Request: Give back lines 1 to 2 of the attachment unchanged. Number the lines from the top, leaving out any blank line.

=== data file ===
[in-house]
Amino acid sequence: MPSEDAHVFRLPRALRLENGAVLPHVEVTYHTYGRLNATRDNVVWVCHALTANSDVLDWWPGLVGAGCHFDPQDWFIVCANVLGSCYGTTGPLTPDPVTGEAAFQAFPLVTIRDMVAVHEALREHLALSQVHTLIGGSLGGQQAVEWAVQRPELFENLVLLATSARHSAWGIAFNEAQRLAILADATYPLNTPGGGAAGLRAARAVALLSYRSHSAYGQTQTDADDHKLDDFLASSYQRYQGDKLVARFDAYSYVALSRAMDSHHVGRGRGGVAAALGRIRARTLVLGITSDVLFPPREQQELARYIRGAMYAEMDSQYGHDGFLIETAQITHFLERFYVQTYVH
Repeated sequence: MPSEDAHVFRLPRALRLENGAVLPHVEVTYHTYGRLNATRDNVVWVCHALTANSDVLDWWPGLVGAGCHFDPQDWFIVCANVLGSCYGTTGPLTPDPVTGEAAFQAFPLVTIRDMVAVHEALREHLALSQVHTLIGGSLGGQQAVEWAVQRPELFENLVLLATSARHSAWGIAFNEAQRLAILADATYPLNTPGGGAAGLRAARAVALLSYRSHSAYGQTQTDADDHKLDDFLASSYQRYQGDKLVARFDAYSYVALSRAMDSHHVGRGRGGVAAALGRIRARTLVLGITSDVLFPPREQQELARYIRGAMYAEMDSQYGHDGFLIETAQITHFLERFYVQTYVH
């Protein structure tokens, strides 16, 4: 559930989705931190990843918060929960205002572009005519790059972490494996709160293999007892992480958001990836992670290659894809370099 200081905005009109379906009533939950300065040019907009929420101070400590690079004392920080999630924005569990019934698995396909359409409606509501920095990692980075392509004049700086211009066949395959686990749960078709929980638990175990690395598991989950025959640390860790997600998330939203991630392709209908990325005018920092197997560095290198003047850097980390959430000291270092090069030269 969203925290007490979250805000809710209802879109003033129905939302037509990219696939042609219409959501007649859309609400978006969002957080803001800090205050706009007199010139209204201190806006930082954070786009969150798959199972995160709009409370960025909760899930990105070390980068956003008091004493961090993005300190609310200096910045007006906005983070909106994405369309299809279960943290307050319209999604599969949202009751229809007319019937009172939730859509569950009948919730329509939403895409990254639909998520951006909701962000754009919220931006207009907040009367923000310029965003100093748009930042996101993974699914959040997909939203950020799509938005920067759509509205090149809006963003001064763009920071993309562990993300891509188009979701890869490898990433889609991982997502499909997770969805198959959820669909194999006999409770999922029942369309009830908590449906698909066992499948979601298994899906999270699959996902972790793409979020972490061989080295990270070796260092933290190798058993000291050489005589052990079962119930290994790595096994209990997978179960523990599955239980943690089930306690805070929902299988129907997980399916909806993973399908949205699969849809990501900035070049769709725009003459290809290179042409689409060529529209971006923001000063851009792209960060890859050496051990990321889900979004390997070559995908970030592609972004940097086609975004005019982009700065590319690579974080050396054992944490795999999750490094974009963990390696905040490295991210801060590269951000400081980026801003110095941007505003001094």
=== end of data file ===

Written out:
[in-house]
Amino acid sequence: MPSEDAHVFRLPRALRLENGAVLPHVEVTYHTYGRLNATRDNVVWVCHALTANSDVLDWWPGLVGAGCHFDPQDWFIVCANVLGSCYGTTGPLTPDPVTGEAAFQAFPLVTIRDMVAVHEALREHLALSQVHTLIGGSLGGQQAVEWAVQRPELFENLVLLATSARHSAWGIAFNEAQRLAILADATYPLNTPGGGAAGLRAARAVALLSYRSHSAYGQTQTDADDHKLDDFLASSYQRYQGDKLVARFDAYSYVALSRAMDSHHVGRGRGGVAAALGRIRARTLVLGITSDVLFPPREQQELARYIRGAMYAEMDSQYGHDGFLIETAQITHFLERFYVQTYVH